In the aftermath of the attacks of October 7th, Danya and I discussed the possibility of spending Pesach in Israel. Danya has two brothers who live in Israel with their families, and we knew the coming months would be incredibly difficult. If the rest of Danya’s family planned to go to Israel, we felt we should join them, to allow her brothers some normalcy and familial intimacy in a time of trouble and heartbreak.

I proposed this idea to Rabbi Shapiro a few months ago, knowing it meant he would be the only rabbi here for Pesach. He graciously agreed and gave me time off to go. So Danya, the two boys, and myself, will be spending Pesach in Jerusalem this year.

This is quite a surreal experience. The first Yom Tov since October 7th. The first Holiday of our Redemption since we have felt so abandoned, in a country that feels less liberated than it did this time last year, and as of the writing of this article, with a war that is still going on, and with hostages still not returned to their families.

What should we make of Pesach this year? We need to remember that, unfortunately, our people’s history has been filled with Pesachs like the one we are currently facing. Jews have had to celebrate Pesach in difficult circumstances. In the immediate years after the two Temples were destroyed, the people had to figure out how to celebrate the holiday without its centerpiece, the Paschal Offering, in addition to the Exile and suffering that they were facing.

When Crusaders marched through Europe, slaughtering communities, and leaving Jews weaker and in a more dangerous social position than before, the Jews celebrated Pesach.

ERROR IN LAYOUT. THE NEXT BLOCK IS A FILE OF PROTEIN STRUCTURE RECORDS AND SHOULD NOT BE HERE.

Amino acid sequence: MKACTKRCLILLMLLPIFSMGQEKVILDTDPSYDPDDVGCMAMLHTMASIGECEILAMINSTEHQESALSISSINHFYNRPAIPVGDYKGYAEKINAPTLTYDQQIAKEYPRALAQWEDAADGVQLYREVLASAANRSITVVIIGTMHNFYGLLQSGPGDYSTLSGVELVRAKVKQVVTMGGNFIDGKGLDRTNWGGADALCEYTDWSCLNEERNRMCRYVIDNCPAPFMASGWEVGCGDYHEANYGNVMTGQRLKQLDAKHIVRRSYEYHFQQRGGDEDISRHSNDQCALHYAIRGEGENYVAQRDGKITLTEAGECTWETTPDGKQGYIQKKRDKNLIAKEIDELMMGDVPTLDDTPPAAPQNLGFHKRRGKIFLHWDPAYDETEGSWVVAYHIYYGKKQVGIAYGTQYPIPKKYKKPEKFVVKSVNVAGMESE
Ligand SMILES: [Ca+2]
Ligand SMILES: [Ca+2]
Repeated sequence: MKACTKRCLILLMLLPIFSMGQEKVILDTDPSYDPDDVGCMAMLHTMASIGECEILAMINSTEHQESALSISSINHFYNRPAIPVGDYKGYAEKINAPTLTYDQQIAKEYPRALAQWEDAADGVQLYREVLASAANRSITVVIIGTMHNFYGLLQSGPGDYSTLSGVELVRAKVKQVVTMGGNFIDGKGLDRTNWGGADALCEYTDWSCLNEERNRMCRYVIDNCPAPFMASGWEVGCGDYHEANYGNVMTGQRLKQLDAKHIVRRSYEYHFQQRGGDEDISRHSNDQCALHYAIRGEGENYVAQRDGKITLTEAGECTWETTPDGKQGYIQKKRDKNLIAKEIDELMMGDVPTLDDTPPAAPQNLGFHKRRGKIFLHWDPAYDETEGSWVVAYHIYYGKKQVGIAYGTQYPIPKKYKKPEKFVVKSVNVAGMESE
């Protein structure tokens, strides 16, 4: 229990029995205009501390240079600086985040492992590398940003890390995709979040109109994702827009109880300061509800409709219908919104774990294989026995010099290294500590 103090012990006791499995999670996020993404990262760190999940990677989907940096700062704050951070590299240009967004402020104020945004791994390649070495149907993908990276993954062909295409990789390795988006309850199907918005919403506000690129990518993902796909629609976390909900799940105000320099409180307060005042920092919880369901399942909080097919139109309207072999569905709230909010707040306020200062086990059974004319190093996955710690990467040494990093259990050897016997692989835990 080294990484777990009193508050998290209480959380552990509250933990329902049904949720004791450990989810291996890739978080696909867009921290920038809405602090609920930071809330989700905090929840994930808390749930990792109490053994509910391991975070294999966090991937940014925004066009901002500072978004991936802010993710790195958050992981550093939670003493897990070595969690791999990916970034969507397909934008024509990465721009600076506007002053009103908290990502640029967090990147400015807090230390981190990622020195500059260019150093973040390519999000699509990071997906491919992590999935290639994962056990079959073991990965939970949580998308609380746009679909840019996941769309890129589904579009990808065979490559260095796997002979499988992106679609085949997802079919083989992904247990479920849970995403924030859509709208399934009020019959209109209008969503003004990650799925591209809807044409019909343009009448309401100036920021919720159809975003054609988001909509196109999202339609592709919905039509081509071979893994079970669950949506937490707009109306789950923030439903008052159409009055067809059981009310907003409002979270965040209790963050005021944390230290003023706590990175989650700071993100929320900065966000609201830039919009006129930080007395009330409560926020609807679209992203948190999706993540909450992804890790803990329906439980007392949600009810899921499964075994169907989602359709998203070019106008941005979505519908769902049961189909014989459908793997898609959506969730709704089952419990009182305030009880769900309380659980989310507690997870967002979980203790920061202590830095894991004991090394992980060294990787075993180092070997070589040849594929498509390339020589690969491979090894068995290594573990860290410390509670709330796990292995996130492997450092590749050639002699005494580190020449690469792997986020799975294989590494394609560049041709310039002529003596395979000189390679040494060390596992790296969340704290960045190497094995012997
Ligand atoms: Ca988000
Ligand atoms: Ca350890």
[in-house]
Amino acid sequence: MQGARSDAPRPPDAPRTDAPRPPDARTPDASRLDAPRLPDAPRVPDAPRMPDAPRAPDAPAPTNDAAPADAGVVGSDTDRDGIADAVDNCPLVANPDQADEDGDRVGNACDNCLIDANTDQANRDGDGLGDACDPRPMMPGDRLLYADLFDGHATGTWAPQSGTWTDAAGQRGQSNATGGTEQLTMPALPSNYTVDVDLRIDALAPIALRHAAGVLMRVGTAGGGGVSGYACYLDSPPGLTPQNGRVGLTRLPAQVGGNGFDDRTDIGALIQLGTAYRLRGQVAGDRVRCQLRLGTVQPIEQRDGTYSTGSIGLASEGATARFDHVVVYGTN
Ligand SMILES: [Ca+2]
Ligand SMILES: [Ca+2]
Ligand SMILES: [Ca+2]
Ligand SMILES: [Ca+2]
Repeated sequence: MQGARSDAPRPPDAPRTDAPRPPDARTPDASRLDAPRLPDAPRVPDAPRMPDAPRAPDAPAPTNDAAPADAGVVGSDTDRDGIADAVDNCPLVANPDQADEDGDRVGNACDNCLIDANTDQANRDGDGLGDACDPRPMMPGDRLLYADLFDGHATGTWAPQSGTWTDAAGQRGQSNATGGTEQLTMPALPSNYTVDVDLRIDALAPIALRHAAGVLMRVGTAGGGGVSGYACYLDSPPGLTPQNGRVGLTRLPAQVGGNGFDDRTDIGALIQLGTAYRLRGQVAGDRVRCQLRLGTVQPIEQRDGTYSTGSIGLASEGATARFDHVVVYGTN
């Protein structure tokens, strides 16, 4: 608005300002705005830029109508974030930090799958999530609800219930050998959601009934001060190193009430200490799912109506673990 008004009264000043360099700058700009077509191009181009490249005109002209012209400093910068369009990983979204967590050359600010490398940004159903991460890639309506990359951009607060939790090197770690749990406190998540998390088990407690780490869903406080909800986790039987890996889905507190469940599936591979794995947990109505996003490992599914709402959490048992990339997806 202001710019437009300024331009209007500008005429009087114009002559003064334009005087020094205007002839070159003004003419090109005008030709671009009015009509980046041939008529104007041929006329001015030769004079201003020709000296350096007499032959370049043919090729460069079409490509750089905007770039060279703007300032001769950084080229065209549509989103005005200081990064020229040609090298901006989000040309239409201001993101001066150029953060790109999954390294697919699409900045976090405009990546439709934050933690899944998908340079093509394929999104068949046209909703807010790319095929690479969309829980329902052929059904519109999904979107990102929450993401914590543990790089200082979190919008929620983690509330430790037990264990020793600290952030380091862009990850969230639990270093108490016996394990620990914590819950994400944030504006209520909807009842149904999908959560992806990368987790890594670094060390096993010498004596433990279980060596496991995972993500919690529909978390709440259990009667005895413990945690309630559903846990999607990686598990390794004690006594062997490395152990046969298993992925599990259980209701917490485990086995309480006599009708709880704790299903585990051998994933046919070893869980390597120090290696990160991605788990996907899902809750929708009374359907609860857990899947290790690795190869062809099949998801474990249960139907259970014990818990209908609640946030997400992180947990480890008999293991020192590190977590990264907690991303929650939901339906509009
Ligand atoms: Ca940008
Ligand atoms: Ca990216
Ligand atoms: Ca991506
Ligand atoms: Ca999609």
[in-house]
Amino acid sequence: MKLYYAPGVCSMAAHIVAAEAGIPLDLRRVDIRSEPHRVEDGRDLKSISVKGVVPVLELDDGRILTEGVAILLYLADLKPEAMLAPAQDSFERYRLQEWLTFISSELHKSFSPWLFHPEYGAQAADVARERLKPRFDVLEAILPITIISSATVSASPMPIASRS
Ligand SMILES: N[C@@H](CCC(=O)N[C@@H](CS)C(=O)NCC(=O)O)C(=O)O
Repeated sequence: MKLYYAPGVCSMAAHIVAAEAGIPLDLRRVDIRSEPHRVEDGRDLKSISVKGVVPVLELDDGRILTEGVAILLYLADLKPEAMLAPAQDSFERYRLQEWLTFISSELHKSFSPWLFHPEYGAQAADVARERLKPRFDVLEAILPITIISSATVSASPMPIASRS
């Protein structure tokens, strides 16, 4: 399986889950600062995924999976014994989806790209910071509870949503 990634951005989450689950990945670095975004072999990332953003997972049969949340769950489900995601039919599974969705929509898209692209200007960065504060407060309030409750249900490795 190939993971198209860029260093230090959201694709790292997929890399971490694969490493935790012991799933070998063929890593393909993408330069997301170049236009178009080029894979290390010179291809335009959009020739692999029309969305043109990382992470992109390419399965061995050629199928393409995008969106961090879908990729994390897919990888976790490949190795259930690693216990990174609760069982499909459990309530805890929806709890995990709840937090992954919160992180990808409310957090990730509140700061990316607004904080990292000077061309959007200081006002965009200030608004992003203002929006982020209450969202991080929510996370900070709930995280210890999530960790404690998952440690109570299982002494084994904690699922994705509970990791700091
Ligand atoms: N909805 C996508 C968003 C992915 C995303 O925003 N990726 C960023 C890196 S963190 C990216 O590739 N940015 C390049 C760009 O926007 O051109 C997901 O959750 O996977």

When the Jews were expelled from Spain and Portugal, and Jews had to either find new homes in new countries or hide their Judaism from the Inquisition, the Jews celebrated Pesach.

When Khmelnytsky and the Cossacks marched through Ukraine, causing the destruction of much of Jewish life, the Jews celebrated Pesach.

And when the Nazis spread across Europe, inciting people to fulfill their worst impulses on the Jews, and leading to the destruction of 6 million Jews – as many sat in the ghettos, not knowing their fate, the Jews cele-brated Pesach.

The reason it still felt meaningful was one of my favorite passages in the Hagaddah, and it is with this message I will leave you:

And it is this that has stood for our ancestors and for us; since it is not [only] one [person or nation] that has stood [against] us to destroy us, but rather in each generation, they stand [against] us to destroy us, but the Holy One, blessed be He, rescues us from their hand.

Danya, Yair, and Ra’anan join me in wishing everyone a Chag Kasher VeSameach. May we merit to spend next Pesach in Jerusalem together.